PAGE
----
The Character Of Macbeth: A Guiding Hand To A Manipulated Mind

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A Guiding Hand to a Manipulated Mind While the characters of Shakespeare 's Macbeth seem to function based on their own feelings, behind their masks of, “feelings,” and, “ambition,” the character’s are governed by a larger principle, the power of suggestion with the medium of transmission being fate: the witches’ prophecy. The characters are subliminally influenced to such an extent that they believe that they are continuing based on their own desires while they are really being manipulated by a power that they can not comprehend. The principle of fate relies on the power of suggestion in order to influence a character 's actions by applying to their desires, alter its feelings to the point of changing those inclinations, and ultimately …show more content…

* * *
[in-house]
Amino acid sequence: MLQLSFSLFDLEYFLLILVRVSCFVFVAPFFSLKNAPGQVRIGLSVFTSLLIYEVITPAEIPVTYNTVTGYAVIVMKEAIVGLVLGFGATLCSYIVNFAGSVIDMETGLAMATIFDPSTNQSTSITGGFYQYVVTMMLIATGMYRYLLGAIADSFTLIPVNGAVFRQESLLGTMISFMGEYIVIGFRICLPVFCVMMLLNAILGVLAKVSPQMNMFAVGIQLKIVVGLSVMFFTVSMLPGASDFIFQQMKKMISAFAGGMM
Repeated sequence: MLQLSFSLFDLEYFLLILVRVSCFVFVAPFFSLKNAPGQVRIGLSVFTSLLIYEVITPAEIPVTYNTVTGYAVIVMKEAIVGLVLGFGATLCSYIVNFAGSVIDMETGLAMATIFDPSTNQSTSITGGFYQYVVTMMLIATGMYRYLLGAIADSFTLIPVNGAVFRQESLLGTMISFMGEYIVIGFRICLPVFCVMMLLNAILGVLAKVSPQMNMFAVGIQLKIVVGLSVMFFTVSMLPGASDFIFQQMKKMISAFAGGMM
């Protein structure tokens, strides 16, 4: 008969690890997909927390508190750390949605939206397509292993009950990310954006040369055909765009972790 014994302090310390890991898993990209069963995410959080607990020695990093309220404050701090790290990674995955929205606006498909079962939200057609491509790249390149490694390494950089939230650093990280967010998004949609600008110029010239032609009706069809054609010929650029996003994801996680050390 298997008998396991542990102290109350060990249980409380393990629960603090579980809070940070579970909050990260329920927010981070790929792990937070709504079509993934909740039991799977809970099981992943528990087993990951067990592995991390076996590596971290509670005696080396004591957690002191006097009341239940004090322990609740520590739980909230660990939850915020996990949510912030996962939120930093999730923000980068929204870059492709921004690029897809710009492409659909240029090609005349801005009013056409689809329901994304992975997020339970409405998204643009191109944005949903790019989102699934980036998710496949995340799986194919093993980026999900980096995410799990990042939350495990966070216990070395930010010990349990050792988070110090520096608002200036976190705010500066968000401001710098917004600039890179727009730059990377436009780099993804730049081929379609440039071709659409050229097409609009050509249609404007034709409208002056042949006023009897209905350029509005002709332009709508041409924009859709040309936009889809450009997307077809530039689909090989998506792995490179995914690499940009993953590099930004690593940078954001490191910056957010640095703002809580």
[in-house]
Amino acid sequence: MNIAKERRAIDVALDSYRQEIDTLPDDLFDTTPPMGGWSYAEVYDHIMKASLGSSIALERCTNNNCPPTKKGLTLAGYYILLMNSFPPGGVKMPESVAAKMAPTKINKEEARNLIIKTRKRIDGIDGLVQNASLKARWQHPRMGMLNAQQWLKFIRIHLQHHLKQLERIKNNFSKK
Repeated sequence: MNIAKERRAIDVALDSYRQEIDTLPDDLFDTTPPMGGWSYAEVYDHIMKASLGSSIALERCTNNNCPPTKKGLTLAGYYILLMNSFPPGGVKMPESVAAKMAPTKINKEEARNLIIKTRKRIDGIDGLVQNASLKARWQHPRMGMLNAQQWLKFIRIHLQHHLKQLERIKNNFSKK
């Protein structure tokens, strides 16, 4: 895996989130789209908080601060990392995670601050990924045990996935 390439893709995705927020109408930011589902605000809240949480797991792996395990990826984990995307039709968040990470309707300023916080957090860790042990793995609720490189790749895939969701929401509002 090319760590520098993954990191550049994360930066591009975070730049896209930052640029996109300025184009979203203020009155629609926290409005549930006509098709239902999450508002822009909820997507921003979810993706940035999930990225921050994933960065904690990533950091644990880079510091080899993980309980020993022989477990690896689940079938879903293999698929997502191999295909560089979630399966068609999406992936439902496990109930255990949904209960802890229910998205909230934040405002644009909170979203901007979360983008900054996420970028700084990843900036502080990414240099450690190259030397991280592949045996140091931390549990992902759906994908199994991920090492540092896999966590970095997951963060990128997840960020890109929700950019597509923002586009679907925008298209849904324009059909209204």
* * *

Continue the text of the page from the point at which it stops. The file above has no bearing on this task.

In trying to avoid fate by prematurely killing off his enemies/friends, Macbeth inadvertently creates the ideal conditions for the prophecy to occur. Even though he realizes this, stating that, “Then comes my fit again. I had else been perfect, whole as the marble, founded as the rock, as broad and general as the casing air. But now I am cabined, cribbed, confined, bound in to saucy doubts and fears,” (III.iv, 23-27) he still remains powerless to stop his work, leading him to further his own destruction. In trying to change the world around him to match his ideal conditions, he is is own undoing, pushed to the breaking point by the temptation wrought by the prophecy he so longs to comple. By believing in the prophecy, Macbeth ends up in a position where he must face the, “only man that can defeat him,” causing him to fall prey to the prophecy where in, had he not heard the prophecy, he may have had a fighting chance but cannot, “o’erleap,” (Reference to I.iv, 56) and now must pay for his actions. Upon hearing Macduff 's proclamation that he is a c-section, he suddenly experiences the fear he had forgotten, “And be these juggling fiends no more believed, That palter with us in a double sense, That keep the word of promise to our ear, And break it to our hope.” (V.viii, 23-26) By trying to avoid the fatal clauses of his contract with fate, he only winded himself further until he reached a point at which, fate leads him to believe that he is going to die, no alternative routes, no escape, all sales are final. Characters can easily be wooed by promises of wealth and glory but in the end they are crushed by their flaws as easily as they were coaxed

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